This was a comprehensive report on the state of women's and family health benefits from the Maven team, looking at rising costs of healthcare, consolidation benefits trends, employee benefit demands, and more. The report combines results from two surveys conducted from October to November 2023 - with the first collecting data from 1,233 adults in the U.S. and U.K. whose primary area of work is related to the HR and benefits departments and the second aggregated info from 3,077 adults in the same geographies who are employees at companies greater than 500 people. The chart above provides a solid overview of the concentration of current company benefit offerings looks like.

Diving into private equity activity in Medicare Advantage

Source: Private Equity Stakeholder P

An interesting deep dive into private equity's involvement in the Medicare Advantage market, looking at deal activity trends, investment drivers & deterrents, company case studies, and more. It's a really great explainer on PE's historical involvement in MA and unpacks how firms actually make money in an ecosystem that is oversaturated by incumbent insurance carriers.

Other News

A round-up of other newsworthy items

A recent article from KFF looks at the impending squeeze on state Medicaid programs and budgets, signaling a decline in federal Medicaid funding to states' matching funds. The report calls out one particularly concerning number from the recent Congressional Budget Office's Budget and Economic Outlook report - detailing that the CBO projects that states will receive $58 billion less in federal Medicaid outlays in FY 2024 as compared to 2023.

Link / Slack (h/t Avi Aggarwal)

Another healthcare merger fell through this past week with the BCBSLA / Elevance deal being called off. This is the second time in less than a year that the $2.5 billion sale of BCBSLA to Elevance has been scrapped after facing political pushback regarding concerns of the deal's effects on cost and competition in the state.

Link / Slack (h/t Matt Poindexter)

This week was a big week for lawsuits in the news as Advocate Aurora faced a class action for its contracting strategies in Wisconsin. The lawsuit is worth a read if you're looking to understand health system contracting strategies, including things like all-or-nothing clauses and anti-tiering / anti-steering provisions.

Link (summary) / Link (lawsuit)


Notable startup financing rounds across the industry

Freenome, a liquid biopsy company, secured $245 million to advance the development of its single- and multi-cancer detection blood tests.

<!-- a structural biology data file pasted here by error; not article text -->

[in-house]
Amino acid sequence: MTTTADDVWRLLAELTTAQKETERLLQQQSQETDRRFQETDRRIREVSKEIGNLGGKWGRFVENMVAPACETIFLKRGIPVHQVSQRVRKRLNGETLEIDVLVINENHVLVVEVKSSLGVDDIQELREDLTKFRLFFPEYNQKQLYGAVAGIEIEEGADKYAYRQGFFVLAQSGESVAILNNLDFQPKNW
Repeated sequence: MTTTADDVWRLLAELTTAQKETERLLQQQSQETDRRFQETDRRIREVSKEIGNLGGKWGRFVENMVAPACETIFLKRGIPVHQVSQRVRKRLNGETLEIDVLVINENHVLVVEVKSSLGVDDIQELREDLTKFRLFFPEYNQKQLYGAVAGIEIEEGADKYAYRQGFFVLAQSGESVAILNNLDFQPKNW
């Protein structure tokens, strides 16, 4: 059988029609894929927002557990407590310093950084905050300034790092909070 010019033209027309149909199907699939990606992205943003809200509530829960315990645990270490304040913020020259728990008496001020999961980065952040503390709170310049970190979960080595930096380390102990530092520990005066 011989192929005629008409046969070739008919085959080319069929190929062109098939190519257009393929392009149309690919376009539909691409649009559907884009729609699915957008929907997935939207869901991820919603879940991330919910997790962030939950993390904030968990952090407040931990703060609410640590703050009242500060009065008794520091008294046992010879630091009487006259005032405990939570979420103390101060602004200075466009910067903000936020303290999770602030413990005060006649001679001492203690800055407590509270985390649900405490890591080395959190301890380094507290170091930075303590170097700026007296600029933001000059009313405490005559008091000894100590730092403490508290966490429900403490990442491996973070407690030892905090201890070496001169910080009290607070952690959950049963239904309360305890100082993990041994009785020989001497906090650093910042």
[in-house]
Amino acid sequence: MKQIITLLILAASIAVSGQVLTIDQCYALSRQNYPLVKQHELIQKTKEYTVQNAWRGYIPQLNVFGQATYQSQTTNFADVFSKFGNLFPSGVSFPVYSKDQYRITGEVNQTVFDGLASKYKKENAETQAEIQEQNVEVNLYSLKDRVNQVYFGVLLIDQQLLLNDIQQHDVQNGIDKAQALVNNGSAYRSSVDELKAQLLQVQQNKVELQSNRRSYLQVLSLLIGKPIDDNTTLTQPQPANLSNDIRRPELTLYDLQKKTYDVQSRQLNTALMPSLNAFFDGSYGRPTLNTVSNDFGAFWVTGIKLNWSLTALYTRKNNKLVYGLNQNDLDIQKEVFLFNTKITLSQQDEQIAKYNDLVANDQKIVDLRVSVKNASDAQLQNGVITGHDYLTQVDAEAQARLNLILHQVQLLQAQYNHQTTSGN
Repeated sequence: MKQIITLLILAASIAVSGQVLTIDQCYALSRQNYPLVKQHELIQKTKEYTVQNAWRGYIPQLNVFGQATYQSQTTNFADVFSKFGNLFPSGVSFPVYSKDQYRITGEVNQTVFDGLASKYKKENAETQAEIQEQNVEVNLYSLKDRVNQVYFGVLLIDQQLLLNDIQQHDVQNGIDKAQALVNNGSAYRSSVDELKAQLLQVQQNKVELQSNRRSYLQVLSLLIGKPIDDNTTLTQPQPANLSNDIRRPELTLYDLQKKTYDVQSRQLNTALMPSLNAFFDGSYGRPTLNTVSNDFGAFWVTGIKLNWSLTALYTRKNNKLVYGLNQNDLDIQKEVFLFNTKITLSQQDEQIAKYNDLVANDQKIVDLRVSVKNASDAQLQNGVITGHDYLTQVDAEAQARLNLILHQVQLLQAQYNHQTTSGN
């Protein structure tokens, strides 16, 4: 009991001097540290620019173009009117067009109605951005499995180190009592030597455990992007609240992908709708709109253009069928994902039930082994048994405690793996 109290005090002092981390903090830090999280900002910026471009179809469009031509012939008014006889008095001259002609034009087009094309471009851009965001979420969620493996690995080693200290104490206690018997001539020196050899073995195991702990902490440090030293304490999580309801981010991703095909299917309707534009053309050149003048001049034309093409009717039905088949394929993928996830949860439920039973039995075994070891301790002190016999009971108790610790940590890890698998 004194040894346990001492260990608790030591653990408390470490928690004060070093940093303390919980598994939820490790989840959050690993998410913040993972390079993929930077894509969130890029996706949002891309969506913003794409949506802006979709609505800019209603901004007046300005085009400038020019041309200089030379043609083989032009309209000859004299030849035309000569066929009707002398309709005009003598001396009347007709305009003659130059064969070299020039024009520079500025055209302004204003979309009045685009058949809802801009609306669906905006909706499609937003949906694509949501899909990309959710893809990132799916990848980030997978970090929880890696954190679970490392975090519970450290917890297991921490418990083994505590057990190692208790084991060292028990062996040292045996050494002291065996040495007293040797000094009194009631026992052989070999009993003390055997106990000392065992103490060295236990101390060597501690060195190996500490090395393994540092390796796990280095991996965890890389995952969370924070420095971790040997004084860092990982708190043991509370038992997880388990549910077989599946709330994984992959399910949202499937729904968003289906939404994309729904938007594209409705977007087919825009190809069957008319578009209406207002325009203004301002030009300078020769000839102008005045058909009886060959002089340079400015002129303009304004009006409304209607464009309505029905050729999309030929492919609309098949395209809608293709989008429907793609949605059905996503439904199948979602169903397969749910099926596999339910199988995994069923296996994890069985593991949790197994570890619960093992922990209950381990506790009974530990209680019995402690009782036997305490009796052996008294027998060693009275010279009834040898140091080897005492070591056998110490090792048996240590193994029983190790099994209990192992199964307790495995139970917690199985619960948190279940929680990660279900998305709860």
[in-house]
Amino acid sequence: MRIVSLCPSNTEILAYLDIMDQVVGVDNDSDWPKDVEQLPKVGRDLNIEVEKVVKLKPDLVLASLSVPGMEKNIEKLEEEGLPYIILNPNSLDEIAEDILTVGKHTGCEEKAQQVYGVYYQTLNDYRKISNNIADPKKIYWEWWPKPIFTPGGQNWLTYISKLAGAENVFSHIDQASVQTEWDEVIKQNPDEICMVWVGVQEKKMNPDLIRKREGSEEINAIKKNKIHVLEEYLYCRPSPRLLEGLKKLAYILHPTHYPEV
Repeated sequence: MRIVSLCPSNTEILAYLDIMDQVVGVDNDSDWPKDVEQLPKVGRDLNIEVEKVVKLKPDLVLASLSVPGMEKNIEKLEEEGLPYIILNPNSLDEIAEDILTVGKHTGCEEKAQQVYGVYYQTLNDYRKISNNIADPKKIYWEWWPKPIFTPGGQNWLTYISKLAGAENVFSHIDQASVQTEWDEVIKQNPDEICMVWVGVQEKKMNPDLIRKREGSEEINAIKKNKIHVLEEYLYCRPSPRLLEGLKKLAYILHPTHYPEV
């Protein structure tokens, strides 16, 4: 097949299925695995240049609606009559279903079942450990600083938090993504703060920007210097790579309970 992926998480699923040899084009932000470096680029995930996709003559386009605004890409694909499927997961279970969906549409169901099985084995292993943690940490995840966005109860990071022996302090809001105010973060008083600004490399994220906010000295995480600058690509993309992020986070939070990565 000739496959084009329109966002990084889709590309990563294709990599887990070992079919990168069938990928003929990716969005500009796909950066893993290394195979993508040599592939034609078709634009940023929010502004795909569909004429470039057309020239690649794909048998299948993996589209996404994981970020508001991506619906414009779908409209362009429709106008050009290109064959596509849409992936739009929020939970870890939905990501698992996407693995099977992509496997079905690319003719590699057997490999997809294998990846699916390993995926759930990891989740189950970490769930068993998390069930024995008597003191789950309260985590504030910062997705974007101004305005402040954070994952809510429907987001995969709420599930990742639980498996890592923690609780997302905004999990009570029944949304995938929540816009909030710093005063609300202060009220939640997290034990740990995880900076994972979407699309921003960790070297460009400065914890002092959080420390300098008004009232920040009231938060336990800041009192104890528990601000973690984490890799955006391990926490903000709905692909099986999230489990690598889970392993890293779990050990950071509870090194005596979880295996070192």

Anatomy, an AI-enabled financial automation platform, raised $7.6 million. The startup automates healthcare back-office functions by connecting key financial data streams to provide insights into billing and insurance processes.

Link / Slack (h/t Raihan Faroqui)

Dina, an AI-powered care coordination platform, secured $7 million in Series A financing to enhance its platform, expand its national network, and develop new digital care workflows for conditions like chronic congestive heart failure and COPD.

Ilara Health raised $4.2 million in pre-Series A funding. The Kenya-based startup helps private clinics access various medical resources, such as diagnostics devices and pharmaceutical products.

TORTUS, an AI-copilot, secured $4.2 million in fresh capital to build its AI assistant that helps clinicians automate administrative tasks. The company has launched a pilot with Great Ormond Street Hospital for Children NHS Foundation Trust to evaluate the tech in a real-world setting.

.406 Ventures raised $265 million for its fifth fund, with healthcare as one of its three core verticals.

Writers Guild

Thought-provoking posts from the broader healthcare community

The second part of the three part series diving into payment models for healthcare AI. This article covers linear, usage-based, volumetric, bundled services, managed sevices, and device-maintenance pricing models.

A great recap of insights and takeaways from Flare Capital's recent Q4'23 roundtable series on oncology. The discussions covered a range of topics, including biopharma & life sciences, plans & providers, startups, technology, and AI.

Featured Jobs

​Chief Medical Officer (CMO), Medicare Advantage Plan at Clover Health, an insuretech company. Link

VP, Care Marketplace at Headspace, a digital mental health provider. Link

SVP of Payer Growth at Sidekick Health, a digital therapeutics startup. Link

Product Manager (US) at Awell, a careops platform. Link

Professional Services Project Manager at Fabric, a healthcare ops enablement platform. Link

Contact us to feature roles in our newsletter.